NRC Holding Public Meeting Feb. 13 on Seabrook License Extension

The Massachusetts congressional delegation, U.S. Sens. Edward J. Markey, D-Mass., and Elizabeth Warren, D-Mass., and Congressman Seth Moulton, had called on the NRC to hear community concerns and address ongoing safety issues before renewing or amending the license for the plant.

Three weeks after the Nuclear Regulatory Commission agreed to delay granting a 20-year license extension for the Seabrook nuclear power plant and to hear comments from the community about the possible extension, NRC's staff will hold a public meeting Feb. 13 in Hampton, N.H., to provide information on the licensing actions involving Seabrook Station.

The meeting is scheduled to begin at 6 p.m. at the Best Western Plus – The Inn at Hampton, 815 Lafayette Road. Registration for anyone seeking to speak at the meeting will begin at 5:30 p.m.

NextEra Energy Resources, owner and operator of the plant, applied to the NRC in June 2010 for a 20-year license extension for the facility. In notifications issued on Jan. 11, 2018, the NRC staff indicated it intended to issue a license amendment on concrete degradation at the plant on or about Jan. 22 and a renewed license for Seabrook on or about Jan. 30. The agency said "in response to significant public interest, the staff issued new notifications on Jan. 22 stating that the issuance of the licensing actions was being delayed and that staff intended to meet with the public to discuss the planned actions."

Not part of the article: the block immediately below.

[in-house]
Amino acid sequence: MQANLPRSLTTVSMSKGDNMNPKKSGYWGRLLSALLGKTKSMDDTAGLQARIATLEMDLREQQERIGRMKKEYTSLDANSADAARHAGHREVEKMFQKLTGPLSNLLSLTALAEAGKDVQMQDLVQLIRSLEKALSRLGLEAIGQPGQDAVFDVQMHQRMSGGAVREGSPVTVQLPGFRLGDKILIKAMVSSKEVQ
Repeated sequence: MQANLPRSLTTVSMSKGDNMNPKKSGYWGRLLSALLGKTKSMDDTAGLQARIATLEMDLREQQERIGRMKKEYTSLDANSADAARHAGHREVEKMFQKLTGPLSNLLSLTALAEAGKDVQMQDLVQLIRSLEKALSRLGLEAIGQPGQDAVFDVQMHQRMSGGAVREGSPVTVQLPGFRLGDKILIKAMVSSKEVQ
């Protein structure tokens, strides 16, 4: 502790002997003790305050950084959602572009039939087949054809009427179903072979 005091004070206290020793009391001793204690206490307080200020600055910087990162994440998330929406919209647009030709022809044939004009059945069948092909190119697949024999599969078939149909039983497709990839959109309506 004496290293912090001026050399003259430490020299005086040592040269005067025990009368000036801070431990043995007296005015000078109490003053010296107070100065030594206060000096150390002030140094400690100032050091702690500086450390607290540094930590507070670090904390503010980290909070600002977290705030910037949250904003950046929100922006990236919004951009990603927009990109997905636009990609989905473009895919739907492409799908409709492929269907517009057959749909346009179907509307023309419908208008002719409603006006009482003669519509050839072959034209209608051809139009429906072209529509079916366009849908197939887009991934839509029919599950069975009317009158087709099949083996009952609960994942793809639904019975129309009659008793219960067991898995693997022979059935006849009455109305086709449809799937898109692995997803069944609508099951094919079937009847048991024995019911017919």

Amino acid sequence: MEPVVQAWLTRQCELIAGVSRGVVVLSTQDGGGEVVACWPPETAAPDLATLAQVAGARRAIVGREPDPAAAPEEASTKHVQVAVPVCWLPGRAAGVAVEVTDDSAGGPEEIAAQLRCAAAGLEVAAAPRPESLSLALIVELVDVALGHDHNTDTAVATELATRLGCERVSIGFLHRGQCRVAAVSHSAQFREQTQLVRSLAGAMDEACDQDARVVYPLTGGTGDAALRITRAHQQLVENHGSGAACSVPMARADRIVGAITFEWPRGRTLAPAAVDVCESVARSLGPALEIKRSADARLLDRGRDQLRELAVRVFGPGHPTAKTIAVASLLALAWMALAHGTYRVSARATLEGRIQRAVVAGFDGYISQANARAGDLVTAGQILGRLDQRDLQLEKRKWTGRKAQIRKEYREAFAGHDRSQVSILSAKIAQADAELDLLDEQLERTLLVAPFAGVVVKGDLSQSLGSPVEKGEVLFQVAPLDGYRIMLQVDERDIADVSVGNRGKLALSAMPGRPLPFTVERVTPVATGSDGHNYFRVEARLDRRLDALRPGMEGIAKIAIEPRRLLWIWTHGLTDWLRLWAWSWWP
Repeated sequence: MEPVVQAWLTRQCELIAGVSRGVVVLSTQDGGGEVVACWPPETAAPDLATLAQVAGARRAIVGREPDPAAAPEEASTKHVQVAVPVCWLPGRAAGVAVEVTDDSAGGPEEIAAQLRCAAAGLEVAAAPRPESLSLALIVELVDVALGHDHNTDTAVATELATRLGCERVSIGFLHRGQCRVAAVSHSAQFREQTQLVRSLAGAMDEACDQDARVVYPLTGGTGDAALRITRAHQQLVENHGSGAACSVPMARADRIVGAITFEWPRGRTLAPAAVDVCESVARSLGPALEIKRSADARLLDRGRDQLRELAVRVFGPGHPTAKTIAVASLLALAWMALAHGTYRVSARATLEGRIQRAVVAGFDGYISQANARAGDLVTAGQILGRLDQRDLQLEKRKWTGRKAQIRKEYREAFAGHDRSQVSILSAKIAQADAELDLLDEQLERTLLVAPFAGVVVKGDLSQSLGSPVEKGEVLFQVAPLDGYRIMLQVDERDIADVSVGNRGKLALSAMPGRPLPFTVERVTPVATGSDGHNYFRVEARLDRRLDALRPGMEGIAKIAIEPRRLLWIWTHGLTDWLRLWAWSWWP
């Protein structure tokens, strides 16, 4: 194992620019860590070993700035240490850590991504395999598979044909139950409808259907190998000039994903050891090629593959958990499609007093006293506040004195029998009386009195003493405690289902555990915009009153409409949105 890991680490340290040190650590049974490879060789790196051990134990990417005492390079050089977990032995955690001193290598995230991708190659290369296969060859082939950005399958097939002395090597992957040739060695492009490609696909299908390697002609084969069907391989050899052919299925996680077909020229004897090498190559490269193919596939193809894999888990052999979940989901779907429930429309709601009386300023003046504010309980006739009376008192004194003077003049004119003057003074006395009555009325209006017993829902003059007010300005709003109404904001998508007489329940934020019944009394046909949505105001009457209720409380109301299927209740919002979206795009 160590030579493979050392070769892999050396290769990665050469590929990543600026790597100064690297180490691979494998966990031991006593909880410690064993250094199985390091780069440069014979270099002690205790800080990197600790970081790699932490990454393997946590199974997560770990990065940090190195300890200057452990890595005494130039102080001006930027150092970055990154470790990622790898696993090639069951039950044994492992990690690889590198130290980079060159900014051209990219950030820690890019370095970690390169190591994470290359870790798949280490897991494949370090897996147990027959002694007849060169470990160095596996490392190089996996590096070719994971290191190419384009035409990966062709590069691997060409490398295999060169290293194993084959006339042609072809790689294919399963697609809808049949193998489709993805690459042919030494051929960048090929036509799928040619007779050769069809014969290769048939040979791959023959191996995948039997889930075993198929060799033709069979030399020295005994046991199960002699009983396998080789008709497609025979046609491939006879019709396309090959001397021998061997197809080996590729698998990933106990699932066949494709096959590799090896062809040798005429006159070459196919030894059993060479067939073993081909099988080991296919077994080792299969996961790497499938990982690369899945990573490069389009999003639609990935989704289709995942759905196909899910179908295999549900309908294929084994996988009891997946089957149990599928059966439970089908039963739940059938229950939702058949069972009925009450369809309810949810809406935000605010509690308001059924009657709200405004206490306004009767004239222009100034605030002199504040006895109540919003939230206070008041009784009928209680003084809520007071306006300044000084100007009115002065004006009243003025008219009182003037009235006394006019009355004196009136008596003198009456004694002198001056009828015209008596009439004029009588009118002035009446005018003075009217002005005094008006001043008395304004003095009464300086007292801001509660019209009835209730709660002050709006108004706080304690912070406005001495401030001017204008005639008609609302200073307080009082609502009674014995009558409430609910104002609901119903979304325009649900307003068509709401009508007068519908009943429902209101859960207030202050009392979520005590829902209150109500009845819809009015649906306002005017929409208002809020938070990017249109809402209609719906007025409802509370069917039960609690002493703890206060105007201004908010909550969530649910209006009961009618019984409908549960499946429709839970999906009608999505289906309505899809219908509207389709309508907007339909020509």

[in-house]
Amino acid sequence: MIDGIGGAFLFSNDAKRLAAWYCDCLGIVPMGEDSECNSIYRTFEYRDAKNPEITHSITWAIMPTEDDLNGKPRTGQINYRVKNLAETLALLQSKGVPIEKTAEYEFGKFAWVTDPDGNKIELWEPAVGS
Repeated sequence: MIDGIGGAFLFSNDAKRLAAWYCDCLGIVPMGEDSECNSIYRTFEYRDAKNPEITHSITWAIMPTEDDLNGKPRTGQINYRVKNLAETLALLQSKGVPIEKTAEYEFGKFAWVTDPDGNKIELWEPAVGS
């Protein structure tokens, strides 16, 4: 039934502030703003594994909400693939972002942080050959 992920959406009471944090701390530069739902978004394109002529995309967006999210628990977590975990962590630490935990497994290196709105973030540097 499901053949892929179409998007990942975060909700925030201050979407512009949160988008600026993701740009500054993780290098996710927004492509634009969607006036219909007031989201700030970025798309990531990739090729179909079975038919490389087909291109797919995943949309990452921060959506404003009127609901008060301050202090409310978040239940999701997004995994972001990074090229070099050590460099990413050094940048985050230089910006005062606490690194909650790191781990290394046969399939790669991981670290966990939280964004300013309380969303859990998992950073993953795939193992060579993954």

Some of that public interest came from the Massachusetts congressional delegation. U.S. Sens. Edward J. Markey, D-Mass., and Elizabeth Warren, D-Mass., and Congressman Seth Moulton called on the NRC to hear community concerns and address ongoing safety issues before renewing or amending the license for the plant. In their letter to the NRC, the lawmakers expressed concern with how the Seabrook plant operator plans to monitor, assess, and address structural degradation at the plant caused by alkali-silica reaction.

"We are pleased to see that the Nuclear Regulatory Commission has decided to prioritize public involvement when reviewing the applications to amend and renew the Seabrook Nuclear Plant operating license, as we requested last week," the Massachusetts lawmakers said in a statement after the public meeting was announced. "Local communities and concerned stakeholders have the right to be heard in this process. By rethinking its decision to approve the amendment and renewal before public hearings could take place, the NRC will now give community members the chance they deserve to highlight concerns over degraded concrete at the plant. We will be continuing to monitor the license amendment and renewal process closely, in order to ensure that Seabrook's operations are held to the highest standard of transparency and safety."

Seabrook's initial 40-year operating license runs from 1990 to 2030.

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